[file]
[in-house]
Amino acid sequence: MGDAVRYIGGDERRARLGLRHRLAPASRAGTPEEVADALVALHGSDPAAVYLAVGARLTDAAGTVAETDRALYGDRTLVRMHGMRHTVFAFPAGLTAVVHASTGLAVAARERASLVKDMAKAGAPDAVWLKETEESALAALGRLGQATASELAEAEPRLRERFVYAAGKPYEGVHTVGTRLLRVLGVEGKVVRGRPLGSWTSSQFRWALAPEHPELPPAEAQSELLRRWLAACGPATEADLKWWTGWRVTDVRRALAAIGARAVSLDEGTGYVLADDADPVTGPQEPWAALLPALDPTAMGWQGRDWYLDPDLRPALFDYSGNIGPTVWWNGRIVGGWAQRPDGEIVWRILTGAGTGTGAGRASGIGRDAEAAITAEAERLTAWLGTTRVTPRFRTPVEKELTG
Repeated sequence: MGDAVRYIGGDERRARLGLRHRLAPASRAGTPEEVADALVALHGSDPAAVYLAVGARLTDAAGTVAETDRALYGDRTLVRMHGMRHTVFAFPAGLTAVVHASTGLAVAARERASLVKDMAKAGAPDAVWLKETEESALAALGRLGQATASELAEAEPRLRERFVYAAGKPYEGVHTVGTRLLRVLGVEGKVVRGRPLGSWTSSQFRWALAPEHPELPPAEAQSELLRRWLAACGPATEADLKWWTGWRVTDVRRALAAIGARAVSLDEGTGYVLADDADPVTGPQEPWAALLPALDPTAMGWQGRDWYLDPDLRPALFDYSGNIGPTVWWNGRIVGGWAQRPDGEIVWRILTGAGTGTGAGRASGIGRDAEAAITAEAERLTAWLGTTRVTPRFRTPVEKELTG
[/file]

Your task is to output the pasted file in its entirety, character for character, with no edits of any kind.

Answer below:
[in-house]
Amino acid sequence: MGDAVRYIGGDERRARLGLRHRLAPASRAGTPEEVADALVALHGSDPAAVYLAVGARLTDAAGTVAETDRALYGDRTLVRMHGMRHTVFAFPAGLTAVVHASTGLAVAARERASLVKDMAKAGAPDAVWLKETEESALAALGRLGQATASELAEAEPRLRERFVYAAGKPYEGVHTVGTRLLRVLGVEGKVVRGRPLGSWTSSQFRWALAPEHPELPPAEAQSELLRRWLAACGPATEADLKWWTGWRVTDVRRALAAIGARAVSLDEGTGYVLADDADPVTGPQEPWAALLPALDPTAMGWQGRDWYLDPDLRPALFDYSGNIGPTVWWNGRIVGGWAQRPDGEIVWRILTGAGTGTGAGRASGIGRDAEAAITAEAERLTAWLGTTRVTPRFRTPVEKELTG
Repeated sequence: MGDAVRYIGGDERRARLGLRHRLAPASRAGTPEEVADALVALHGSDPAAVYLAVGARLTDAAGTVAETDRALYGDRTLVRMHGMRHTVFAFPAGLTAVVHASTGLAVAARERASLVKDMAKAGAPDAVWLKETEESALAALGRLGQATASELAEAEPRLRERFVYAAGKPYEGVHTVGTRLLRVLGVEGKVVRGRPLGSWTSSQFRWALAPEHPELPPAEAQSELLRRWLAACGPATEADLKWWTGWRVTDVRRALAAIGARAVSLDEGTGYVLADDADPVTGPQEPWAALLPALDPTAMGWQGRDWYLDPDLRPALFDYSGNIGPTVWWNGRIVGGWAQRPDGEIVWRILTGAGTGTGAGRASGIGRDAEAAITAEAERLTAWLGTTRVTPRFRTPVEKELTG